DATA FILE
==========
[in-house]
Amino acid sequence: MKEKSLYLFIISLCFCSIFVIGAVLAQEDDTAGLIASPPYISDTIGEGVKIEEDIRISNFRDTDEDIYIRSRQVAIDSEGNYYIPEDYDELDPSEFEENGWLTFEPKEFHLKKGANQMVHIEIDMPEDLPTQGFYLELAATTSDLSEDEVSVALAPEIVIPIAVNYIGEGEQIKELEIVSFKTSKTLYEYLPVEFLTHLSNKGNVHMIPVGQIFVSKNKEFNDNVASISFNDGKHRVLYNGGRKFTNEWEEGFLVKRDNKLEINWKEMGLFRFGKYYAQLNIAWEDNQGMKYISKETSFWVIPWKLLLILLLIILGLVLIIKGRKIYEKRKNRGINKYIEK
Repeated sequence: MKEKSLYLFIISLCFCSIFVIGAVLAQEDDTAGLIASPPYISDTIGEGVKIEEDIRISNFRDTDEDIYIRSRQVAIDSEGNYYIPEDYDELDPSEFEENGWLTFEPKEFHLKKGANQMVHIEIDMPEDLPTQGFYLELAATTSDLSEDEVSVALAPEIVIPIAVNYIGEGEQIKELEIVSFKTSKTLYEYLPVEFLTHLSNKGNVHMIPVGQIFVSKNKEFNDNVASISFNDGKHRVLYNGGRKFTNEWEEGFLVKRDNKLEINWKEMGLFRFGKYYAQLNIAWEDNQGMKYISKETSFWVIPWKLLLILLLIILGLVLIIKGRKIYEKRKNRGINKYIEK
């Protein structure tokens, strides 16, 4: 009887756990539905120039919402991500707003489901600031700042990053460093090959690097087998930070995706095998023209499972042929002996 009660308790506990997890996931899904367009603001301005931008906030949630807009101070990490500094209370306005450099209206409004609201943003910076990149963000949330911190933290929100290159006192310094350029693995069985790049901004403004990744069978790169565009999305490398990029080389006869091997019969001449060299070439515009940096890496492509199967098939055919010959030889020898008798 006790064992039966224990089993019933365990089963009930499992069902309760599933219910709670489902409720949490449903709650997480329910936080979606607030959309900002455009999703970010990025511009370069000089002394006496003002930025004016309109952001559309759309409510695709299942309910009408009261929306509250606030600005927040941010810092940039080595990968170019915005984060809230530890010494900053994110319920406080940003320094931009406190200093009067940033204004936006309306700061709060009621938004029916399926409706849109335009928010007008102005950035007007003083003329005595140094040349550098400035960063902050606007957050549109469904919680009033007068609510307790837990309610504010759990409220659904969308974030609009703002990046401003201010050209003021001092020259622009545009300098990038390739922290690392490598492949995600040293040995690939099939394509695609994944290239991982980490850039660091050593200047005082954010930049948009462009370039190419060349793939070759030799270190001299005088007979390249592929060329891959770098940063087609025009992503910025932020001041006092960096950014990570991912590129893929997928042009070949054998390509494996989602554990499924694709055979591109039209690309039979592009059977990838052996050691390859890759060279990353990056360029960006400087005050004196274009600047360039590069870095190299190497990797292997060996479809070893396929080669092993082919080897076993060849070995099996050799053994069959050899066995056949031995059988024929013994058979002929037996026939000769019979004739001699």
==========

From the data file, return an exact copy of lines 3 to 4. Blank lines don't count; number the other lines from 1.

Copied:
Repeated sequence: MKEKSLYLFIISLCFCSIFVIGAVLAQEDDTAGLIASPPYISDTIGEGVKIEEDIRISNFRDTDEDIYIRSRQVAIDSEGNYYIPEDYDELDPSEFEENGWLTFEPKEFHLKKGANQMVHIEIDMPEDLPTQGFYLELAATTSDLSEDEVSVALAPEIVIPIAVNYIGEGEQIKELEIVSFKTSKTLYEYLPVEFLTHLSNKGNVHMIPVGQIFVSKNKEFNDNVASISFNDGKHRVLYNGGRKFTNEWEEGFLVKRDNKLEINWKEMGLFRFGKYYAQLNIAWEDNQGMKYISKETSFWVIPWKLLLILLLIILGLVLIIKGRKIYEKRKNRGINKYIEK
């Protein structure tokens, strides 16, 4: 009887756990539905120039919402991500707003489901600031700042990053460093090959690097087998930070995706095998023209499972042929002996 009660308790506990997890996931899904367009603001301005931008906030949630807009101070990490500094209370306005450099209206409004609201943003910076990149963000949330911190933290929100290159006192310094350029693995069985790049901004403004990744069978790169565009999305490398990029080389006869091997019969001449060299070439515009940096890496492509199967098939055919010959030889020898008798 006790064992039966224990089993019933365990089963009930499992069902309760599933219910709670489902409720949490449903709650997480329910936080979606607030959309900002455009999703970010990025511009370069000089002394006496003002930025004016309109952001559309759309409510695709299942309910009408009261929306509250606030600005927040941010810092940039080595990968170019915005984060809230530890010494900053994110319920406080940003320094931009406190200093009067940033204004936006309306700061709060009621938004029916399926409706849109335009928010007008102005950035007007003083003329005595140094040349550098400035960063902050606007957050549109469904919680009033007068609510307790837990309610504010759990409220659904969308974030609009703002990046401003201010050209003021001092020259622009545009300098990038390739922290690392490598492949995600040293040995690939099939394509695609994944290239991982980490850039660091050593200047005082954010930049948009462009370039190419060349793939070759030799270190001299005088007979390249592929060329891959770098940063087609025009992503910025932020001041006092960096950014990570991912590129893929997928042009070949054998390509494996989602554990499924694709055979591109039209690309039979592009059977990838052996050691390859890759060279990353990056360029960006400087005050004196274009600047360039590069870095190299190497990797292997060996479809070893396929080669092993082919080897076993060849070995099996050799053994069959050899066995056949031995059988024929013994058979002929037996026939000769019979004739001699």